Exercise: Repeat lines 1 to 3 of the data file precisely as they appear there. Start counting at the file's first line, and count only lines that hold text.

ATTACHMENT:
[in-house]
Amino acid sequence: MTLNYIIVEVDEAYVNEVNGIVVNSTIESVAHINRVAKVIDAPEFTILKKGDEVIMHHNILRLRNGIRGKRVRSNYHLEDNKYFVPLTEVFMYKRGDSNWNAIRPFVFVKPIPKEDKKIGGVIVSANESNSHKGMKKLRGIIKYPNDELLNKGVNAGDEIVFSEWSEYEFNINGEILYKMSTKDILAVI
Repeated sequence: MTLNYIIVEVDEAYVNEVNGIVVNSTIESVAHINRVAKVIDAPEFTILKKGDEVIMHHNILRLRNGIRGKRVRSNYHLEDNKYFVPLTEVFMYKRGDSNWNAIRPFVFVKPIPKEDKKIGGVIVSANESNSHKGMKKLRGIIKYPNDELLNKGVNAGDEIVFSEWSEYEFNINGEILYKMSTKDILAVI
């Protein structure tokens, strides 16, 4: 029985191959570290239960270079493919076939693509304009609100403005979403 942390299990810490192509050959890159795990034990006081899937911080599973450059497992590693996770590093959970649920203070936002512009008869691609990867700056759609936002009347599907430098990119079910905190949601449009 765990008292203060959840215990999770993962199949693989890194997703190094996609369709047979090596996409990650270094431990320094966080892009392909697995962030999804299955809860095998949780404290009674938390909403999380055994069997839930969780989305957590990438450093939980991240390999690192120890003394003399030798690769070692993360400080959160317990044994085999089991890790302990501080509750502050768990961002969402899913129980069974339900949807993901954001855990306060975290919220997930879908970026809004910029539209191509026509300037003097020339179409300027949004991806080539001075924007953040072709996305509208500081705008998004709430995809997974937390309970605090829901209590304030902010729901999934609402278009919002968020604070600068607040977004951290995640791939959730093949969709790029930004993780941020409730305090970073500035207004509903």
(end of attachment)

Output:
[in-house]
Amino acid sequence: MTLNYIIVEVDEAYVNEVNGIVVNSTIESVAHINRVAKVIDAPEFTILKKGDEVIMHHNILRLRNGIRGKRVRSNYHLEDNKYFVPLTEVFMYKRGDSNWNAIRPFVFVKPIPKEDKKIGGVIVSANESNSHKGMKKLRGIIKYPNDELLNKGVNAGDEIVFSEWSEYEFNINGEILYKMSTKDILAVI
Repeated sequence: MTLNYIIVEVDEAYVNEVNGIVVNSTIESVAHINRVAKVIDAPEFTILKKGDEVIMHHNILRLRNGIRGKRVRSNYHLEDNKYFVPLTEVFMYKRGDSNWNAIRPFVFVKPIPKEDKKIGGVIVSANESNSHKGMKKLRGIIKYPNDELLNKGVNAGDEIVFSEWSEYEFNINGEILYKMSTKDILAVI